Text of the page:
Californians have saved $349 million on health insurance under a rate review process established in 2011, according to a report from the California Public Interest Research Group.
However, the report released last month also shows that almost one million Californians paid higher premiums due to rate hikes state officials deemed “unreasonable.”
The CalPIRG report, billed as the first comprehensive analysis of the rate review program for the individual and small group markets since the program’s inception, comes as legislators consider a new proposal (SB 1182) to expand rate review to large group plans and as California voters begin to hear arguments for and against a fall ballot measure to give California’s state insurance commissioner the authority to reject premium increases considered unreasonable.
“We wanted to do this analysis now in part because there is legislation proposed to expand rate review and because of the ballot measure. The more information we can get into people’s hands, the better,” said Emily Rusch, state director of CalPIRG, a not-for-profit, non-partisan organization based in San Francisco.
Key Findings Show Limited Progress
California’s 2011 law calls for health insurers to publicly justify proposed rate increases in small group and individual plans. Depending on the type of insurance, insurers must submit proposed increases to either the Department of Managed Health Care or the Department of Insurance. Agency actuaries review proposals and determine if increases are reasonable. Regulators post proposals online and invite public comment. Regulators can object to increases they consider unreasonable, but they have no authority to prevent insurers from proceeding.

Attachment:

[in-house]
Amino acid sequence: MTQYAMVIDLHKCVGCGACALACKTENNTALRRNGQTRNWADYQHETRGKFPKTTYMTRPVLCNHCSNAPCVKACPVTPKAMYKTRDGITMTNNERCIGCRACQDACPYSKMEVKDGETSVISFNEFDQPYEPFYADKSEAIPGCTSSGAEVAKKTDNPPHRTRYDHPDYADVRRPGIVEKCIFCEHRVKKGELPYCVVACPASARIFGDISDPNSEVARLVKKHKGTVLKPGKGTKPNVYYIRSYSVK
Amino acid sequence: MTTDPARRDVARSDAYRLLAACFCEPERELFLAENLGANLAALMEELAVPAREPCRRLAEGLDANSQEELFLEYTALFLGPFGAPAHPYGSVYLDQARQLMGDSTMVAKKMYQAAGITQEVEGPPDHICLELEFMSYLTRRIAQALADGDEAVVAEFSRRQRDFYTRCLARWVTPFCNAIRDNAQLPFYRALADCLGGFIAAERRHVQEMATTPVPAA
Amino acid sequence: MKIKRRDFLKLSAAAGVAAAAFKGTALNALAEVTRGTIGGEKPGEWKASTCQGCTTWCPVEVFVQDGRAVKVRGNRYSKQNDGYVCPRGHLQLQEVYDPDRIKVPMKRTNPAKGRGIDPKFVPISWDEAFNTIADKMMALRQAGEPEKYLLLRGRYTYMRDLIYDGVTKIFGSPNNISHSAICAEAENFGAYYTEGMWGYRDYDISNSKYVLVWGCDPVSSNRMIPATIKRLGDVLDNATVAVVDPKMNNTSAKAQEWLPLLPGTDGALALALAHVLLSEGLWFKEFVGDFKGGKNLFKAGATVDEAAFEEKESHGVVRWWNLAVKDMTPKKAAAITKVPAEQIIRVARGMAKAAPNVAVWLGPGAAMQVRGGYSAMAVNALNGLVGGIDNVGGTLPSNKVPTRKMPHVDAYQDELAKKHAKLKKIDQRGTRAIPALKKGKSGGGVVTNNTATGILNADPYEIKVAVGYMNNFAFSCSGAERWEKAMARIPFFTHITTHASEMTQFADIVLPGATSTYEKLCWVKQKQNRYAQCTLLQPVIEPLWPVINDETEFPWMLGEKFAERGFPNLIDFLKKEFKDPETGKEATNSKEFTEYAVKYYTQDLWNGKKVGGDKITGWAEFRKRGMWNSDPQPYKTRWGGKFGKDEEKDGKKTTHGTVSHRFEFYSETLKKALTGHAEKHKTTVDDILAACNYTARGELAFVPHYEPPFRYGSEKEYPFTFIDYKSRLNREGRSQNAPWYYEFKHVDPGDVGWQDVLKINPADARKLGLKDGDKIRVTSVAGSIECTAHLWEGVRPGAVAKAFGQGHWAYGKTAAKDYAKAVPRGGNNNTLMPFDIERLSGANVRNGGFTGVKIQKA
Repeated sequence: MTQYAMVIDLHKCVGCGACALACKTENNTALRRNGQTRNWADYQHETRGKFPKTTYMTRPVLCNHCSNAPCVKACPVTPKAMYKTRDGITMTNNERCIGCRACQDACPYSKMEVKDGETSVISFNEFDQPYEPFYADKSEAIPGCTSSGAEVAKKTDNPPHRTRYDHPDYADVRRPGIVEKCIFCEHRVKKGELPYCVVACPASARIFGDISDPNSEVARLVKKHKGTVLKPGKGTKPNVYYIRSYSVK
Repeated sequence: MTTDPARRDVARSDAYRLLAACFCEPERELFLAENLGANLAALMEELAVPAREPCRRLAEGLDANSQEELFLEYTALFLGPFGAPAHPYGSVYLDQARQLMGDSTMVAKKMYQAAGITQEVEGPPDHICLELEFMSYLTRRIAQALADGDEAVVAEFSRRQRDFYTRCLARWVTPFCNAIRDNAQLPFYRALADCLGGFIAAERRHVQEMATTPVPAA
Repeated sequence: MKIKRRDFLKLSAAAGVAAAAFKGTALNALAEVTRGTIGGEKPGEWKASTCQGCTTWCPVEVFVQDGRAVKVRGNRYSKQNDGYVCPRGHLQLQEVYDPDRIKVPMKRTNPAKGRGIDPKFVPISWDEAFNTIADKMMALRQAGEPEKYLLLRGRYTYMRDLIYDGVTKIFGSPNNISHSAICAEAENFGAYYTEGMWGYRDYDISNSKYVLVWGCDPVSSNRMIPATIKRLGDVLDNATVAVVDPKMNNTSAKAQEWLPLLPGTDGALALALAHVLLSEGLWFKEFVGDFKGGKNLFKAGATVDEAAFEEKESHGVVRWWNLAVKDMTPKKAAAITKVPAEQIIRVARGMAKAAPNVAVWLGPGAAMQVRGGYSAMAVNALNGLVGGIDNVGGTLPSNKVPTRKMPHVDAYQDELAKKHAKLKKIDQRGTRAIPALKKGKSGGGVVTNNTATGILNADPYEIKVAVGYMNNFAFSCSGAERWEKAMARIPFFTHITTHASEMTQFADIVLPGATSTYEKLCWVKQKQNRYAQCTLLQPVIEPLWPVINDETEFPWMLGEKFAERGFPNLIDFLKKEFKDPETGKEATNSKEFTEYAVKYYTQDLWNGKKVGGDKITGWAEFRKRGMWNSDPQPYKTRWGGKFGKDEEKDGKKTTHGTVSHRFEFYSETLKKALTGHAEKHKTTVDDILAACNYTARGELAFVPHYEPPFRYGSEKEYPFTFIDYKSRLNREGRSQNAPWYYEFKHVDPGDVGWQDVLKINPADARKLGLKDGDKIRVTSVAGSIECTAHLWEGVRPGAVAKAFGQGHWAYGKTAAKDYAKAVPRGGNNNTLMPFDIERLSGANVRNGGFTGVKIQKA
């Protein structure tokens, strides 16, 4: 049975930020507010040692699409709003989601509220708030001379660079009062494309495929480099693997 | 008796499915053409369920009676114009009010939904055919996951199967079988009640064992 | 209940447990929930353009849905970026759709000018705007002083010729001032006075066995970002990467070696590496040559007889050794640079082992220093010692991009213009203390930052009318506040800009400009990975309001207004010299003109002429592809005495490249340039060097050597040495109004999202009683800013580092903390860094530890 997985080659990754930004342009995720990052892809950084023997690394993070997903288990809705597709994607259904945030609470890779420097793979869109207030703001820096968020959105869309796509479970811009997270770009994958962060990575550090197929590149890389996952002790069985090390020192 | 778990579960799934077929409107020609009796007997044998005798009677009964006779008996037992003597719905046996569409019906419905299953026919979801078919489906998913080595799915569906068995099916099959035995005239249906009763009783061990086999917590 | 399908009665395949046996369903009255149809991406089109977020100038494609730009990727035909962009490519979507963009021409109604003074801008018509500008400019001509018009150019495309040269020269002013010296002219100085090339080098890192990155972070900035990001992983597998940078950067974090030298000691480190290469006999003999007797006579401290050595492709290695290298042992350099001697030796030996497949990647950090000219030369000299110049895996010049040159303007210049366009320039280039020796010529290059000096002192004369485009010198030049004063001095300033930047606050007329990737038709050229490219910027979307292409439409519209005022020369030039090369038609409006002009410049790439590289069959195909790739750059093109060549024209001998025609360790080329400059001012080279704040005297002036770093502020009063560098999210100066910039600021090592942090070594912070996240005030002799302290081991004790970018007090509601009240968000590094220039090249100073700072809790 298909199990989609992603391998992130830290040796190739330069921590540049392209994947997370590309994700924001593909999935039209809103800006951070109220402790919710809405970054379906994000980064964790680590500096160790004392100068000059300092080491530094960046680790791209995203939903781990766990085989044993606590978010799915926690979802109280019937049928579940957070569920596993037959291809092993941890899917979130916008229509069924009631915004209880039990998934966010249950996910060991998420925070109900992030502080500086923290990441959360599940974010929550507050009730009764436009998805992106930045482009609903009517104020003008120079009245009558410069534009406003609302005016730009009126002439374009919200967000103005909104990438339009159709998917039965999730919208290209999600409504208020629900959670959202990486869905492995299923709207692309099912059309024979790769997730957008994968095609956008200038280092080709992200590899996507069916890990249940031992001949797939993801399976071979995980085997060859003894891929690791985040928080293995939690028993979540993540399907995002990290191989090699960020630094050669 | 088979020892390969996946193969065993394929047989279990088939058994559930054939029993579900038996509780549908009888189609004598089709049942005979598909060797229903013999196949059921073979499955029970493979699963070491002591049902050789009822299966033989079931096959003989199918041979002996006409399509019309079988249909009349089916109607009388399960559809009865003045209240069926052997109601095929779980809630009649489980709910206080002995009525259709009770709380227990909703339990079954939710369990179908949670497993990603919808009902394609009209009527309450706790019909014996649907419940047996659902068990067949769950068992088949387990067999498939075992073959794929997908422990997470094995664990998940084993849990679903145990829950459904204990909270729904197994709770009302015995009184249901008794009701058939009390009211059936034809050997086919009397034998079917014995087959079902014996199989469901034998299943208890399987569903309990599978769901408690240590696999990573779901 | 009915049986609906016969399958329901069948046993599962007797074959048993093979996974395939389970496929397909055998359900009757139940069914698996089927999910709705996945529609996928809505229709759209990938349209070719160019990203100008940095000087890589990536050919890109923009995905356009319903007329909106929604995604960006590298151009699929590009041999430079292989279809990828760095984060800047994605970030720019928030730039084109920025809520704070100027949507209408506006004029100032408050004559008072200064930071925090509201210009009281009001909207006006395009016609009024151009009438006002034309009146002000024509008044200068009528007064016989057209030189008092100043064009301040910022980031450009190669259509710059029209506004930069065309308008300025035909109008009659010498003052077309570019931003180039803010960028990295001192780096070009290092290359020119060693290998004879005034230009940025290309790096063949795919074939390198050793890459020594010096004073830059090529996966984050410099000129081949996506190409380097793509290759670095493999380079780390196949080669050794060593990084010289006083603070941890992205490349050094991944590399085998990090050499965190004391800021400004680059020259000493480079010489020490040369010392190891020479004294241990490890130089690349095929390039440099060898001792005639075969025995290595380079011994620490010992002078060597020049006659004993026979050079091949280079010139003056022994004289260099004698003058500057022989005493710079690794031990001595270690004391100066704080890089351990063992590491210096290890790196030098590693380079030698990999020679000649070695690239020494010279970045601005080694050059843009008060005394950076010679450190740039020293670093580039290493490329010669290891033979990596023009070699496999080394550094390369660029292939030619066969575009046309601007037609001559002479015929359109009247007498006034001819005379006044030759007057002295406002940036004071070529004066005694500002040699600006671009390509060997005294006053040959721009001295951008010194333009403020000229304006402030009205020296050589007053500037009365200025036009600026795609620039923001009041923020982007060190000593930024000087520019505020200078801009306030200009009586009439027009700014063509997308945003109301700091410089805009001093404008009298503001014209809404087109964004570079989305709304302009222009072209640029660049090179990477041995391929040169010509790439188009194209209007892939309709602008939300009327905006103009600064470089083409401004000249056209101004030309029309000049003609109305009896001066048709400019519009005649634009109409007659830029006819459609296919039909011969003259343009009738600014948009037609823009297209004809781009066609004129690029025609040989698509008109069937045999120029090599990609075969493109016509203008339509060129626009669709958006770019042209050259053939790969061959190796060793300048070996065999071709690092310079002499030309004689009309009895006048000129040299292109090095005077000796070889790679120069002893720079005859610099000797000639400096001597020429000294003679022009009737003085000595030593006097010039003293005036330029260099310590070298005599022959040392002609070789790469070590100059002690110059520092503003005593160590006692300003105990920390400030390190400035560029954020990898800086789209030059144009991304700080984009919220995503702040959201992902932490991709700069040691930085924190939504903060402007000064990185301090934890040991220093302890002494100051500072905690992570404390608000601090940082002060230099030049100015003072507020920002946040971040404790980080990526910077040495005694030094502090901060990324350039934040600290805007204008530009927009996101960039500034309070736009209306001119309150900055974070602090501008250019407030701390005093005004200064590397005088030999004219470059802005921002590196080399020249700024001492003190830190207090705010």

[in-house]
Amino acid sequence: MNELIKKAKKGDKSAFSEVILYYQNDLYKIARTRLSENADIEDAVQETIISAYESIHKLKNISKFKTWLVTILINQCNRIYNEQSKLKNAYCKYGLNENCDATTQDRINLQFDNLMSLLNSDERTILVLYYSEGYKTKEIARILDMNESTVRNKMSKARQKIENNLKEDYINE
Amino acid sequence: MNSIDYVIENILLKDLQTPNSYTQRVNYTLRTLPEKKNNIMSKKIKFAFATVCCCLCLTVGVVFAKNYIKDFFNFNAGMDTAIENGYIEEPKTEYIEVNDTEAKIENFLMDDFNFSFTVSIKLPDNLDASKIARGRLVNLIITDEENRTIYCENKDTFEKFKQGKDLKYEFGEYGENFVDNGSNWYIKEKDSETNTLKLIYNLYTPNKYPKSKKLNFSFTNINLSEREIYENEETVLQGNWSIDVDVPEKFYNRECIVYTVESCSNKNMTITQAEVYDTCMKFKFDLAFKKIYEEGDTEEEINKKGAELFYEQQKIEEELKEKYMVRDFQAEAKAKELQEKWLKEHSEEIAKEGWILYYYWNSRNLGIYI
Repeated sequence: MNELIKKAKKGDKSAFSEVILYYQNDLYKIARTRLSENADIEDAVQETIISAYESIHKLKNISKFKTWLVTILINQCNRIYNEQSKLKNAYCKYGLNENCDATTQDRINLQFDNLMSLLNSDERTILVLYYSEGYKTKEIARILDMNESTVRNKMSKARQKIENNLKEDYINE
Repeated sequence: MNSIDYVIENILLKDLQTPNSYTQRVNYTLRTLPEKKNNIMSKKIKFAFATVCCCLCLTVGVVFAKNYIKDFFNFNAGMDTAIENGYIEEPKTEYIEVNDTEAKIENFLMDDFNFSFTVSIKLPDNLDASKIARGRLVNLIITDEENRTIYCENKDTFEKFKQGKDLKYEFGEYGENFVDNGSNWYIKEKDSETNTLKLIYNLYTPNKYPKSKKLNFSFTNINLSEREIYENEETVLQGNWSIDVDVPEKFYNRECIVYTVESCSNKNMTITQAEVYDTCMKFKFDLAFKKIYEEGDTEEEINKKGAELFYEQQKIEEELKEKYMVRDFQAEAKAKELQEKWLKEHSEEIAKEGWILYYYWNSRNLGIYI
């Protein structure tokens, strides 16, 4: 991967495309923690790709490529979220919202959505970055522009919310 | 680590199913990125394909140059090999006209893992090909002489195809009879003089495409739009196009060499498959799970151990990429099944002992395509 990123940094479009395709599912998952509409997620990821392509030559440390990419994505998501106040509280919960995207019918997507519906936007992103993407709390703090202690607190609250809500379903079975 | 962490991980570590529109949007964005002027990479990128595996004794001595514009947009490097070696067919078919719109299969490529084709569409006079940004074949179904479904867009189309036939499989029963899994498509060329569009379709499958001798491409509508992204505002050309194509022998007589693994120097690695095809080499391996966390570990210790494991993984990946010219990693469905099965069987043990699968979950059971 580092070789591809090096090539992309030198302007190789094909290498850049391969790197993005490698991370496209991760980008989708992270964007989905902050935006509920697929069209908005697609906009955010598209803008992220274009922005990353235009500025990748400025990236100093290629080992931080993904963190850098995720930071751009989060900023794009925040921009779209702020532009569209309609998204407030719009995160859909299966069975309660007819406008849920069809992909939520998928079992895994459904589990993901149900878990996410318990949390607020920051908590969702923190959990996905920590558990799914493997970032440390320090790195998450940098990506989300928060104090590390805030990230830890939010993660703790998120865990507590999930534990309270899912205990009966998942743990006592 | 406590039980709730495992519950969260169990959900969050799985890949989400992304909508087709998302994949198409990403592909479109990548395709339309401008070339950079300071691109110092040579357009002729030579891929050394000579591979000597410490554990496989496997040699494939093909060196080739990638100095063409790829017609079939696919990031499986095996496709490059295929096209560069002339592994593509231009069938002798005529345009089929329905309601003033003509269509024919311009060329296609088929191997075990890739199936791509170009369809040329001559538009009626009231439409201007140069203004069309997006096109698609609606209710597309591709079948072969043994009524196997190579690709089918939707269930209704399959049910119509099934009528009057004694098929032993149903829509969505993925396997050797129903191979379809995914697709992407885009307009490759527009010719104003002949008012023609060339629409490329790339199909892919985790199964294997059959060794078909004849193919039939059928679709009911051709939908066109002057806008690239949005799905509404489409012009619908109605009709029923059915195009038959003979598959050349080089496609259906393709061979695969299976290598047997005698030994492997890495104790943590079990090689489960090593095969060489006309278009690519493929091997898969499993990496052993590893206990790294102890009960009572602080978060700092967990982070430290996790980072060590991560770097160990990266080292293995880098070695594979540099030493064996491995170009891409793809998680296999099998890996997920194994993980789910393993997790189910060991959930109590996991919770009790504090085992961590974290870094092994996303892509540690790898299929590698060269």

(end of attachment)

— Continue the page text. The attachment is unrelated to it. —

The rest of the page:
The CalPIRG report’s key findings include:
- Insurers have filed 369 proposed rate changes in the individual and small group markets over the past three years;
- Insurers voluntarily reduced or withdrew 44 proposed rate hikes as a result of objections raised in the rate review process;
- Despite regulators declaring premium hikes unreasonable, insurers moved forward with rate increases at least 14 times, affecting almost one million Californians;
- An estimated 1.3 million Californians benefited from reduced or withdrawn rate increases in each of the first three full years of rate review; and
- According to estimates by state regulators, California small businesses and individual consumers have saved about $349 million because of rate review.
“These numbers show that Californians have already saved millions of dollars on health insurance premiums thanks to rate review, but they also show that too many consumers and small business are still getting stuck with unreasonable rate hikes,” said CALPIRG’s Zach Weinstein, one of the report’s authors.
More Regulatory Authority Proposed
The California Legislature is considering a bill that would expand the rate review process into the large group market. SB 1182 by Sen. Mark Leno (D-San Francisco) would require insurers to submit detailed, specific information to the state if proposed rates exceed the prior year’s rate by 5%. Health plans would also be required to provide specified data on claims to large employers and multi-employer trusts, at their request and free of charge.